So before the age of twelve, I already experienced all kinds of deceitfulness, craftiness, and hypocrisy in my family. I learned to read people’s subtle facial expressions to discern whether their intentions were good or evil. I hate hypocrites because I suffered a lot from them since I was young. I dislike people who fawn on their superiors for favor, then turn around and abuse their fellow workers. I was very angry at my family and often questioned why I was born in this household. I told myself many times, “One day I would grow up to be a mighty and powerful official, and repay all those who have mistreated me.”

I returned to our native village Fuzhou (福州) with my parents when I was three years old. Grandpa and all his wives and descendants lived in a three-storey mansion with a large garden. There was a large study room for all children to have private education. A scholar was hired to teach us. I had 3 to 4 years of such education.  When I was seven years old I became seriously ill with colon inflammation and had difficulty passing bowel for two months. I was bed ridden for three months. Everyone thought I would die, but God kept me alive. To this day I have no idea how could I have survived.

After I recovered, my family left for Hong Kong again. I was too weak to start school right away, so I rested for half a year. I went into grade three at the age of 8, but had to work very hard to catch up. My nanny, who had worked for us for two generations, had seen the ups and downs of our family. She was the only one who gave me comfort and support. When I felt ill-treated, she encouraged me to strive, and study hard. I really worked very hard. I was always one of the top two students in class, never dropped to the third place in my elementary school years. Even so, my family never acknowledged my good grade but considered my grades were good because my school had a lower standard. My siblings received rewards if they were within the top ten in the class. This discriminatory treatment alienated me from my family all the more.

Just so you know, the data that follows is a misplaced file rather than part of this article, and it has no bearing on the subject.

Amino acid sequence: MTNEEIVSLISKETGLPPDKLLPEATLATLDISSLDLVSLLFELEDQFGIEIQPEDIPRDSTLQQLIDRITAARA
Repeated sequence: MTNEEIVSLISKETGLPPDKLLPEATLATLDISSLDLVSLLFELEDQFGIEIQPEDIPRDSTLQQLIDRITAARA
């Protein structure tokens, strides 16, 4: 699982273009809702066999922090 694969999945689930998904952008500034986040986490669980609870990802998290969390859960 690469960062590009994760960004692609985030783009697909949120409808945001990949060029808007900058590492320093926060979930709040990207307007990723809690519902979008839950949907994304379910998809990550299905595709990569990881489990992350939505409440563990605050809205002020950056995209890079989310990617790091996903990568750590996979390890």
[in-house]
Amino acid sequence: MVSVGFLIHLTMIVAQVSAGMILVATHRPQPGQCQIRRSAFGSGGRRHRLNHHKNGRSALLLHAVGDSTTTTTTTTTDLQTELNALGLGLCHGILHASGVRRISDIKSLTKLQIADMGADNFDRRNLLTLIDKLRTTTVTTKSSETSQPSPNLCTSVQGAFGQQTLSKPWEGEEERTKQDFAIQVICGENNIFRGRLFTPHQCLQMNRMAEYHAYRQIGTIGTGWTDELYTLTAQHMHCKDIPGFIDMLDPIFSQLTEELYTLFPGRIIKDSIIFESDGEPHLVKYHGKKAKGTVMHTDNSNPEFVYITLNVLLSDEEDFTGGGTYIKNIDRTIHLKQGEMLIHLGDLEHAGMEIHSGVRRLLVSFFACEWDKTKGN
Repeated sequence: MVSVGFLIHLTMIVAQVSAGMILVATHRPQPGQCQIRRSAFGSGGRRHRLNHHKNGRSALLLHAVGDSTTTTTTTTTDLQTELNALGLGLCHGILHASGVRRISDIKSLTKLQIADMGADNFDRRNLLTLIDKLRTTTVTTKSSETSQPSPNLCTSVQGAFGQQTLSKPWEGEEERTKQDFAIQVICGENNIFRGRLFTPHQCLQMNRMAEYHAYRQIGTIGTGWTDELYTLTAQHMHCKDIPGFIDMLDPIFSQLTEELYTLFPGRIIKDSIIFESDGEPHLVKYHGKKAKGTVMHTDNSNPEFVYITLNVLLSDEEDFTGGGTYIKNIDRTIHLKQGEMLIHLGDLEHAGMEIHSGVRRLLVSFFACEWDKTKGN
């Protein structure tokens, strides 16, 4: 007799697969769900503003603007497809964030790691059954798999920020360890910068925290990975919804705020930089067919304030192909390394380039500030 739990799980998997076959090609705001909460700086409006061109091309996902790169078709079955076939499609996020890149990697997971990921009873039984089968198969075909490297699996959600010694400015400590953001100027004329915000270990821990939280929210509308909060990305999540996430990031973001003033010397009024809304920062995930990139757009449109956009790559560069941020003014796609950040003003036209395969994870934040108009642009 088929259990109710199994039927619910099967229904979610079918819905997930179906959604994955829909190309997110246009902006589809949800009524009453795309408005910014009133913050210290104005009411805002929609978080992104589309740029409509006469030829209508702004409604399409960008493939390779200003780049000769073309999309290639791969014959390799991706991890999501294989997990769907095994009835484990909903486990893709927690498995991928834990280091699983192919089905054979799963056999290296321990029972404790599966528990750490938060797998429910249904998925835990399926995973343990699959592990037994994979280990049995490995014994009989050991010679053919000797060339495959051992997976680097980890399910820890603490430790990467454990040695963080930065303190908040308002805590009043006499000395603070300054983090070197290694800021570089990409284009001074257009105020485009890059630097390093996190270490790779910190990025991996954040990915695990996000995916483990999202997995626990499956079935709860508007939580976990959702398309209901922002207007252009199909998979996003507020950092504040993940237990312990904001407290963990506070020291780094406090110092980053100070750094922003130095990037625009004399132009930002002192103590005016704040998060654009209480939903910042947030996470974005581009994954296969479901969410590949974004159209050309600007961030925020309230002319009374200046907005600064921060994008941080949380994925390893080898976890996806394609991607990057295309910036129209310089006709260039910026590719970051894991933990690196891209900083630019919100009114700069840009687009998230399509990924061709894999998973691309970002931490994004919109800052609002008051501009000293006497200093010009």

When I finished grade five, my parents transferred me to an English   school because they felt it was better to take up English. With some connections, I was enrolled in King’s College (英皇书院), starting from grade eight. At that time the English education system was different from the Chinese education system, where their grade eight was equivalent to elementary grade one. I became the tallest student in class with the lowest level in English. I dreaded our teacher tremendously. She was an Eurasian, very strict and mean. I sometimes got punished with detention, or a number of pages to copy at home, or made to donate five cents for charity. Whenever my parents found out, without exception, they would cane me no matter why I got punished by my teacher. Therefore I hated school ever since I transferred to King’s College. I had a buddy named Zhang Qi Wen (張啟文). His family was very poor, but he was the best student in class. He was my best friend. Every day we walked to school together, from Wan-chai (湾仔) to Bon-ham Road (般含道). He walked to save money for his parents; I walked to save money for my allowance. He was advancing daily with good characters and academic achievements; I, on the contrary, was retreating to self-destruction.